The child starting kindergarten this fall will graduate in the third decade of the 21st century.  All we can know abut the world she will step into is that it will have challenges and opportunities beyond what we can imagine today, problems and possibilities that will demand creativity and ingenuity, responsibility and compassion.  Whether this year's kindergarten student will merely survive or positively thrive in the decades to come depends in large measure on the experiences she has in school.  Those experiences will be shaped by adults, by peers, and ultimately by places, by the physical environments where she does her learning.  United in the conviction that environment is our children's third teacher, we can begin anew a vital mission: designing today's schools for tomorrow's world. --The Third Teacher
Technology & Instructional Practice/Curricular Decisions
What are your thoughts when it comes to Textbooks, e-Books, Learning Management Systems, blended learning, on-line learning, traditional classroom learning?  What about purchasing pre-packaged products vs. self-designed?  What about day to day, unit to unit lesson design when it comes to technology? 

What we are doing: Truly trying to find that right balance.  We have faculty experimenting with Blended courses using Moodle and we have a credit recovery and on-line learning center.  We also have faculty using Schoolology and Edmodo as an LMS.  Next year, due to growing enrollment, we are looking at how to increase our blended and online options while still providing a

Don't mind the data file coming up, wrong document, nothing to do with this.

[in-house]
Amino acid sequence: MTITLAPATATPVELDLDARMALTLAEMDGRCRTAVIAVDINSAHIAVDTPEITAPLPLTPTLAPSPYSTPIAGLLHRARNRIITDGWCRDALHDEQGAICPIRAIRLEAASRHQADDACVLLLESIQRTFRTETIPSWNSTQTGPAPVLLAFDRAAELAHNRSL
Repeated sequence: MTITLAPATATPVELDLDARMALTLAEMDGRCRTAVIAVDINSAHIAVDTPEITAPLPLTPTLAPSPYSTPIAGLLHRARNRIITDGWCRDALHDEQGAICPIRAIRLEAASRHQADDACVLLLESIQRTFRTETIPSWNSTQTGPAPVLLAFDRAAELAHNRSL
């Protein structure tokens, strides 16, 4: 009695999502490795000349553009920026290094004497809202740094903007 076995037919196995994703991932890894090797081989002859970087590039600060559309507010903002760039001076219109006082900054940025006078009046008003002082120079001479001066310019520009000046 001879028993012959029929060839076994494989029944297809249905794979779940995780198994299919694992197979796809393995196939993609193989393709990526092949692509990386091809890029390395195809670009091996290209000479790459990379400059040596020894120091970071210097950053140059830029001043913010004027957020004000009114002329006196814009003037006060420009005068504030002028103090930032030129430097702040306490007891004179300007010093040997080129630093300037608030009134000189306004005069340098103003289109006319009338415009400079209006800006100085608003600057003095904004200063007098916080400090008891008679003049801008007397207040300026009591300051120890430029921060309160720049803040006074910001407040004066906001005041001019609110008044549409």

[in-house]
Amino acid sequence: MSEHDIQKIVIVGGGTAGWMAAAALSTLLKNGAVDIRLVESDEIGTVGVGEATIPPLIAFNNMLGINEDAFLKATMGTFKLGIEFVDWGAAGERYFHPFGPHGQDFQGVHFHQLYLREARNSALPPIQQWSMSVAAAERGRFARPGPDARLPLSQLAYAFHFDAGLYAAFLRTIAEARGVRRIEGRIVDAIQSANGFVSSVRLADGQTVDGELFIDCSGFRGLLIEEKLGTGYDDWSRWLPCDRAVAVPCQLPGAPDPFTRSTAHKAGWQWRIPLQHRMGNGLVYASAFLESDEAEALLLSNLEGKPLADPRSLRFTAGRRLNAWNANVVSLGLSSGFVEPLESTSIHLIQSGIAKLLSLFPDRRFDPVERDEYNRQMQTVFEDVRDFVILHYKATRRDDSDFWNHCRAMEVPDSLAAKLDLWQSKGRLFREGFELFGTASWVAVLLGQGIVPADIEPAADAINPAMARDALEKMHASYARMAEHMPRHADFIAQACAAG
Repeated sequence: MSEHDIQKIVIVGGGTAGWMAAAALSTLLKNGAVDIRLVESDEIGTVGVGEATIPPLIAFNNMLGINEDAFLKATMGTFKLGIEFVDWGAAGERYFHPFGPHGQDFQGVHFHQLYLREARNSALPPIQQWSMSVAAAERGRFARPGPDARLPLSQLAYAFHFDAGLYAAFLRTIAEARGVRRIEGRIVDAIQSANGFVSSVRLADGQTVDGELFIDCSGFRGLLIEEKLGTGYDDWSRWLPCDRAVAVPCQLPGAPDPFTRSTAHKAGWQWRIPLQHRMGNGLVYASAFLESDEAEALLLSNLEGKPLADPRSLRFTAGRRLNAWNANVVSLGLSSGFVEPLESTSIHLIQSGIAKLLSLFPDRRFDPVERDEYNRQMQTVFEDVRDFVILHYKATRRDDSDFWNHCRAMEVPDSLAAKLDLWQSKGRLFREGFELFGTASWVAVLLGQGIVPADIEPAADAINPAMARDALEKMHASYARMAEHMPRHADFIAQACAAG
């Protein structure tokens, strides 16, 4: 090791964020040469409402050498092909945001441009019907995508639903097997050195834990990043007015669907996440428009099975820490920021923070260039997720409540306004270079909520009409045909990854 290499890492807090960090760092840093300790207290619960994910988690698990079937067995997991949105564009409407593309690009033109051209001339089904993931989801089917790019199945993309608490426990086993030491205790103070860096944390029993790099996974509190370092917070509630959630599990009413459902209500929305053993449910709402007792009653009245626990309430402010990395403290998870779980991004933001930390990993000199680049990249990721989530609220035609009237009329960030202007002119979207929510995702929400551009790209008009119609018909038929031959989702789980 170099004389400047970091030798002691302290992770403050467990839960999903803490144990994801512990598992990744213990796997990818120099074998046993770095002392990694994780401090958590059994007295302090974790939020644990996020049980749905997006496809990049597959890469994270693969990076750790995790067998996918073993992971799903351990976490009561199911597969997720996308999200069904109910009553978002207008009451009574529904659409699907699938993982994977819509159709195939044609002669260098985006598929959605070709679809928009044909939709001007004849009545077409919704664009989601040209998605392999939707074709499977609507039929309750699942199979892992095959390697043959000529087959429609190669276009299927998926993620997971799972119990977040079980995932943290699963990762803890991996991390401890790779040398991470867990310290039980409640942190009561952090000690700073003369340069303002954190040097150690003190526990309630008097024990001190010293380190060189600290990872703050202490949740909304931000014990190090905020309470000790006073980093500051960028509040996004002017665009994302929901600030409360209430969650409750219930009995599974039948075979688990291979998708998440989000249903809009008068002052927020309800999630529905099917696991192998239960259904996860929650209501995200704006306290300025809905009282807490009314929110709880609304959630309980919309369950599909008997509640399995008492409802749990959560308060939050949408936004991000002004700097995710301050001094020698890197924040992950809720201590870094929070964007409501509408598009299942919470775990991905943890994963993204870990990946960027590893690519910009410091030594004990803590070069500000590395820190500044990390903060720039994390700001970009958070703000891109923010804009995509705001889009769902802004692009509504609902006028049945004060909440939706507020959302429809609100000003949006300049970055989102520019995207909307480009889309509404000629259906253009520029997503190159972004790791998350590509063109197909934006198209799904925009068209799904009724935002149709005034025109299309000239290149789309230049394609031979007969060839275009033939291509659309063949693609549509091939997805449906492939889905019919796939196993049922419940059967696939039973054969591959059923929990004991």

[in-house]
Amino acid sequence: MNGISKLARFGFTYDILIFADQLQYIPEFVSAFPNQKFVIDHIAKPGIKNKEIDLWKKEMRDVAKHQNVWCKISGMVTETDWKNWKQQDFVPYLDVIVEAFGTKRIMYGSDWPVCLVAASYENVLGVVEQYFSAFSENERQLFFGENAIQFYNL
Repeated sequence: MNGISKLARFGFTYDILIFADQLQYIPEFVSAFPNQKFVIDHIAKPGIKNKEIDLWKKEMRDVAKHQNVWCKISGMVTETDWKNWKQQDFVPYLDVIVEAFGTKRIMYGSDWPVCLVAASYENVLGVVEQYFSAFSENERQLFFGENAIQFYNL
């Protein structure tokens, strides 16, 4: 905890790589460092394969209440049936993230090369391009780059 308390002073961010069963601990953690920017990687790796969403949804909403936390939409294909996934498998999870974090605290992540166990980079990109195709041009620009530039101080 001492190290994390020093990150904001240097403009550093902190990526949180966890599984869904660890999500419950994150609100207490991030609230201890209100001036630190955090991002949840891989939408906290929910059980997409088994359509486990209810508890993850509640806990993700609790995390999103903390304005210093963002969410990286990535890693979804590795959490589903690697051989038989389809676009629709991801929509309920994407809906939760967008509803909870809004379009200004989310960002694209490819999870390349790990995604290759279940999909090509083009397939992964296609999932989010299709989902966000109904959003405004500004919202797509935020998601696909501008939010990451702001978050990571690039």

rigorous and relevant curriculum.

Faculty Meetings
How are they structured? Traditional, Flipped, Departmentalized, Cross-Disciplinary. 
What is the focus?  CCSS, Rigor, Technology, Project-Based Learning, Creativity, Collaboration, etc.

What we are doing: We have flipped faculty meetings this year to provide staff with professional  development time.  The planning for this time is designed with the department chairs and our library director. For example, on a teacher work day this week, department chairs are leading work on curriculum design and assessment with the new standards for part of the time, our Library director is going to be running studio sessions on technology that can be leveraged in the classroom to enhance the creativity, relevance and rigor of lesson design, and the principals are reviewing information with groups of teachers on value-added, and wrapping up with a whole class faculty meeting.

In the end, we make a lot of decisions ranging from the above topics (space, technology, instructional practices, and faculty meetings) to professional development to hiring to master scheduling, etc.  In creating a design thinking environment, all of these items should support your vision which in turn supports The Connected Learner.